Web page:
Thursday

4th Mar 2021

Barroso bank job to face fresh EU scrutiny

  • EU ombudsman Emily O'Reilly and ex-president of the European Commission, Jose Manuel Barroso, in 2014. (Photo: European Parliament)

EU ombudsman Emily O'Reilly has launched an inquiry into the European Commission's handling of its former president's appointment to Goldman Sachs bank.

She launched the probe on Tuesday (28 February) after a petition by Commission staff urged the current chief, Jean-Claude Juncker to take "exemplary measures" against his predecessor, Jose Manuel Barroso.

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The petition, signed by 152,000, said Barroso’s decision to join the bank, which played dirty tricks in EU bank and sovereign debt crises, “dishonours the European civil service and the European Union as a whole”.

Staff handed over the signatures in October 2016 after overcoming an attempt by security guards to block them from entering their own workplace.

The commission never replied to their letter, however.

The malcontents then went to O’Reilly, who is responsible for investigating maladministration.

In a letter dated 24 February, she asked Juncker to reply to the petition and to shed light on whether the Commission took a "reasoned decision" on Barroso.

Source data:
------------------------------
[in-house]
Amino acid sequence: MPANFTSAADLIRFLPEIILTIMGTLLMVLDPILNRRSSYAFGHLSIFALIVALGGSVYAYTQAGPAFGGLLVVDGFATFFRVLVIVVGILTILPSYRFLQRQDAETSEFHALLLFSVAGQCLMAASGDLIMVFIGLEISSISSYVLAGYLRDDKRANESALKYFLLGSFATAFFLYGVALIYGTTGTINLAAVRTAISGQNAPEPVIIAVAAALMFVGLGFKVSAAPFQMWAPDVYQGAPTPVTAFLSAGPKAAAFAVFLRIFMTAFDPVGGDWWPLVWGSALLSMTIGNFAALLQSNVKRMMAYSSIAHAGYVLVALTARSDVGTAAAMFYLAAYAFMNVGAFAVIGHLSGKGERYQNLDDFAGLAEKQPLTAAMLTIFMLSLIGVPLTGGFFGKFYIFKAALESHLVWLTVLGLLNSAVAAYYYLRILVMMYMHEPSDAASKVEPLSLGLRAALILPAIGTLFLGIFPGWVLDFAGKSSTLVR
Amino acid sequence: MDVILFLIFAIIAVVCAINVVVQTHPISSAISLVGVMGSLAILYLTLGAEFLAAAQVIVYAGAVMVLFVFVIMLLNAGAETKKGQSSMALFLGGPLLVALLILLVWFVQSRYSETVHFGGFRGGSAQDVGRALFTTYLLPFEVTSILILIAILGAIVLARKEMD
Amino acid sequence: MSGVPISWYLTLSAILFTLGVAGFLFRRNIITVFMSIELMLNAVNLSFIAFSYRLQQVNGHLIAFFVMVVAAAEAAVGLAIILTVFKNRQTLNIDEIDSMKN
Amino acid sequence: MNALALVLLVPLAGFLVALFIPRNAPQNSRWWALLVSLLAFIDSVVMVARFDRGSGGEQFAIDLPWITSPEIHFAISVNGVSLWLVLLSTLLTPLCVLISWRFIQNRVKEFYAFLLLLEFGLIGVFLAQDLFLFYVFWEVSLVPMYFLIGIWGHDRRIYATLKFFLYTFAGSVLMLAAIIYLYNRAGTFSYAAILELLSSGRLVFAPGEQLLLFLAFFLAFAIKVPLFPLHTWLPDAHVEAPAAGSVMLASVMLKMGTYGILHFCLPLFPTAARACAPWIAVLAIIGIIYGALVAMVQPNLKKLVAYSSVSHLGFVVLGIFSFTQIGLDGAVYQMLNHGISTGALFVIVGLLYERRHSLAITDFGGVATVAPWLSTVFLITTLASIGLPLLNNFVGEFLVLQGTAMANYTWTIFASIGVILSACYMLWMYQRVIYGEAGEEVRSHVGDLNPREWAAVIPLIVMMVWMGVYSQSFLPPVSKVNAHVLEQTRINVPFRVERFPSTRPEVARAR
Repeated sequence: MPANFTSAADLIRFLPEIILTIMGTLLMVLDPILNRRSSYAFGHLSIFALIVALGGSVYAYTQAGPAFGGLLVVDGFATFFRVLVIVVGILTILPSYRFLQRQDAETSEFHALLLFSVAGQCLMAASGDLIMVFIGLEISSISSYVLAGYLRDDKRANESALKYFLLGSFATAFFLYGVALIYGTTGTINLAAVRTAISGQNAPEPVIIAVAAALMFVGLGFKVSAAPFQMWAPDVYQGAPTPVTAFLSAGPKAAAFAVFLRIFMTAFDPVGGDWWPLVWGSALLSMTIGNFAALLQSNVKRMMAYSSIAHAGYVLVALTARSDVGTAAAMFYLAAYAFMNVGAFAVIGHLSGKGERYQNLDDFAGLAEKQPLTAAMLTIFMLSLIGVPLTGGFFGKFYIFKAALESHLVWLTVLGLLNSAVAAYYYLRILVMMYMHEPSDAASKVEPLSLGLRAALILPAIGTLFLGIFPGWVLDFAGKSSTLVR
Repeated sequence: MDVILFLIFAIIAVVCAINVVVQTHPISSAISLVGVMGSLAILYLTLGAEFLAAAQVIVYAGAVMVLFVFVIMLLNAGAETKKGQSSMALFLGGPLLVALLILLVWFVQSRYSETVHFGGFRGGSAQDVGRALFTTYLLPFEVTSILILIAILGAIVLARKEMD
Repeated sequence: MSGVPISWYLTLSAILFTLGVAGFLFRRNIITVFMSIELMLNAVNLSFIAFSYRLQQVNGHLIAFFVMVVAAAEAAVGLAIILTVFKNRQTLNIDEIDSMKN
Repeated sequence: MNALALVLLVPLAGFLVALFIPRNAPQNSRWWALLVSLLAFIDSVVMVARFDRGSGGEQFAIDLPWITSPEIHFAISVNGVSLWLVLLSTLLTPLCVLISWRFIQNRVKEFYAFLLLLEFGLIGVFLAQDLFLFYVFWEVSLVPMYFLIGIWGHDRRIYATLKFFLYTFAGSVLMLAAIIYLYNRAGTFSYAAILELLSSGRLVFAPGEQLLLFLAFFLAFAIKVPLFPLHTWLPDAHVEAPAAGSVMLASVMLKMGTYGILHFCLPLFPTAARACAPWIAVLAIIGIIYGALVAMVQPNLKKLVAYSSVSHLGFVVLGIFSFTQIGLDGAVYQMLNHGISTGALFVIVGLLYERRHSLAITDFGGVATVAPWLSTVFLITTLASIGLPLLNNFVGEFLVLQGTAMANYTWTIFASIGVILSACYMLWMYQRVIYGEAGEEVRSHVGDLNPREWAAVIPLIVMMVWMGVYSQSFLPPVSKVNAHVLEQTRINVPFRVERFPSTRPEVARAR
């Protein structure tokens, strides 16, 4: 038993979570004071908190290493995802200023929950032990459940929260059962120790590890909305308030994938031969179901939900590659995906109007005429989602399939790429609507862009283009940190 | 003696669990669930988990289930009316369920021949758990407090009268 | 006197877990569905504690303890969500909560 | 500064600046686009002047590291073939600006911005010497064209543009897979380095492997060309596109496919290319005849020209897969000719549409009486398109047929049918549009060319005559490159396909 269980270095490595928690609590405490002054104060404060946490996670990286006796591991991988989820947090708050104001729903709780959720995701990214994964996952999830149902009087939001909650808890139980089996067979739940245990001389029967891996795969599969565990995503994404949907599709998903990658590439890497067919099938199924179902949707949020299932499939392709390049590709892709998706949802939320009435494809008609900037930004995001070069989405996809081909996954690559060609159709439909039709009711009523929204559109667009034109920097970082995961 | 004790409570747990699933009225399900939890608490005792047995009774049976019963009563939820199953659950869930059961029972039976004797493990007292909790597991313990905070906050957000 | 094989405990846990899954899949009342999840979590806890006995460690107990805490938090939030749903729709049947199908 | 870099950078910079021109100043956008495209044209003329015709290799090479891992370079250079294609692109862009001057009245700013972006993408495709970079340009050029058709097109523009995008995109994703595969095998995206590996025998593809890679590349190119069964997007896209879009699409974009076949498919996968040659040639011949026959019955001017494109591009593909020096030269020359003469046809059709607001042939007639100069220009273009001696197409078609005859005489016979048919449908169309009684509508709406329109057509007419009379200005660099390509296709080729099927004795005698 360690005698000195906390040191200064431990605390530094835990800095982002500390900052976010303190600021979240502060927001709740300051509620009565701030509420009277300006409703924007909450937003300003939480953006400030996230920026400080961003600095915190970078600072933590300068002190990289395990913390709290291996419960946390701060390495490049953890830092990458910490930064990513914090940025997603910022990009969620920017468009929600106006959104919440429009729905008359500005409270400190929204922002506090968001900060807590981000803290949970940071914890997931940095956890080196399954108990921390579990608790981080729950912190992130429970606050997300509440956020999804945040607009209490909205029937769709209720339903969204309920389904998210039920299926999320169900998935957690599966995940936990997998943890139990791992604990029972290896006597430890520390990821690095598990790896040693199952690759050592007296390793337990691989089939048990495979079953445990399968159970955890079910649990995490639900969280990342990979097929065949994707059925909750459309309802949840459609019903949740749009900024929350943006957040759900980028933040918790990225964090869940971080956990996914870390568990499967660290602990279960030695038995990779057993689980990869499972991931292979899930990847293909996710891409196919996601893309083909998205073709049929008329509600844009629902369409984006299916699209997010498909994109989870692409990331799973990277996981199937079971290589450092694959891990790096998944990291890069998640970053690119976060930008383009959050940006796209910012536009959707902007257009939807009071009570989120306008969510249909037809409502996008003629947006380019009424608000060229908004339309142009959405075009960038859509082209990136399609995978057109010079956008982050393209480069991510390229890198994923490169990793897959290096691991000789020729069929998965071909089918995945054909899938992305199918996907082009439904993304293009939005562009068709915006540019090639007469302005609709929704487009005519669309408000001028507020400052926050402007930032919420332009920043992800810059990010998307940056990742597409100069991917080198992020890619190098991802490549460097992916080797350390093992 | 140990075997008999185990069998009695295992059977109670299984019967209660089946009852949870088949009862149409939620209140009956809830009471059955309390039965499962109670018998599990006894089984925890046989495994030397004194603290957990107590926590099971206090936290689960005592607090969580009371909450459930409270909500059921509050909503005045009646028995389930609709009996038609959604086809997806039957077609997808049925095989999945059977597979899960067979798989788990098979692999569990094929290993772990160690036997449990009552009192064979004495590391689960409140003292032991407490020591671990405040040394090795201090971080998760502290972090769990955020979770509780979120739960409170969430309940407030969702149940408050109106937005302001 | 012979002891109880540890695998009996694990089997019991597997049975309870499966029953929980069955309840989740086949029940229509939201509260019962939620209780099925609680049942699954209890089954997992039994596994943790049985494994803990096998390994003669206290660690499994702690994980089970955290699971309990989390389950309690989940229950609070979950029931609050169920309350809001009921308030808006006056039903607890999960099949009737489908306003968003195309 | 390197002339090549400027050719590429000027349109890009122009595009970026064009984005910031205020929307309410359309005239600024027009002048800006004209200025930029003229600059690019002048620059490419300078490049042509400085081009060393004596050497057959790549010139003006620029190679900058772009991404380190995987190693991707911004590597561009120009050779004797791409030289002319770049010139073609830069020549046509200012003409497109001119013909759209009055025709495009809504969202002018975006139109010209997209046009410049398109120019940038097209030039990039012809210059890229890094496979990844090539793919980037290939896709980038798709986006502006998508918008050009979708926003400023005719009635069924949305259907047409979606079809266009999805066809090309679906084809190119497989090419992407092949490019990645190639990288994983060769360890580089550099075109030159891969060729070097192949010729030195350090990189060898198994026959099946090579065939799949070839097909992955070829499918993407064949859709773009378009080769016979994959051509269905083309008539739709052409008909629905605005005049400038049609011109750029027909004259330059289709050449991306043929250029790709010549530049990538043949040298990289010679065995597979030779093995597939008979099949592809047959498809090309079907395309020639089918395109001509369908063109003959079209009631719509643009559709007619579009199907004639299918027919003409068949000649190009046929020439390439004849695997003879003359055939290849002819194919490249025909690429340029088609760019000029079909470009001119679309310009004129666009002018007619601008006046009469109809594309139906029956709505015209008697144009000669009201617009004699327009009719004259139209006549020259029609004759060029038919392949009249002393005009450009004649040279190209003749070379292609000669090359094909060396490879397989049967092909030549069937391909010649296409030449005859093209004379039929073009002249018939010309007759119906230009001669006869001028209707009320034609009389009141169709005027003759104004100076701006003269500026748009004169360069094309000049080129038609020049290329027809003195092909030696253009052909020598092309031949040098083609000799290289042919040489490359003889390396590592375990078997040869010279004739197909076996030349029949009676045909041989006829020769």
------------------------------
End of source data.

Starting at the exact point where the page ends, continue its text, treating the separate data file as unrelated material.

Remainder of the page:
Juncker was asked to reply by 31 March.

O'Reilly also plans to look at the Commission’s internal ethics panel, Ahec, which said Barroso had not broken EU rules.

"Any understanding of the approach adopted by the commission in such cases will necessarily require an understanding of the role of the Ahec and of how it conducts its assessments,” she said in her letter.

Its critics say Ahec is made up of EU insiders and lacks teeth.

The Commission last year sharpened its code of conduct, extending the "cooling-off" periods in which former top officials must seek permission to take up a new job.

Goldman Sachs traded complex financial instruments called subprime mortgages, helping to cause the 2007 global financial crisis.

It also helped Greece to conceal the size of its debt before it joined the eurozone.

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Just days after Britain's vote to leave the EU, the bloc was rocked by the news that commission ex-president, Jose Manuel Barroso, had landed a top job with Goldman Sachs.

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Emily O'Reilly has asked the EU Commission to say what former commissioners should be allowed to do after they leave office and explain why it took no decision over its former president's controversial new job.

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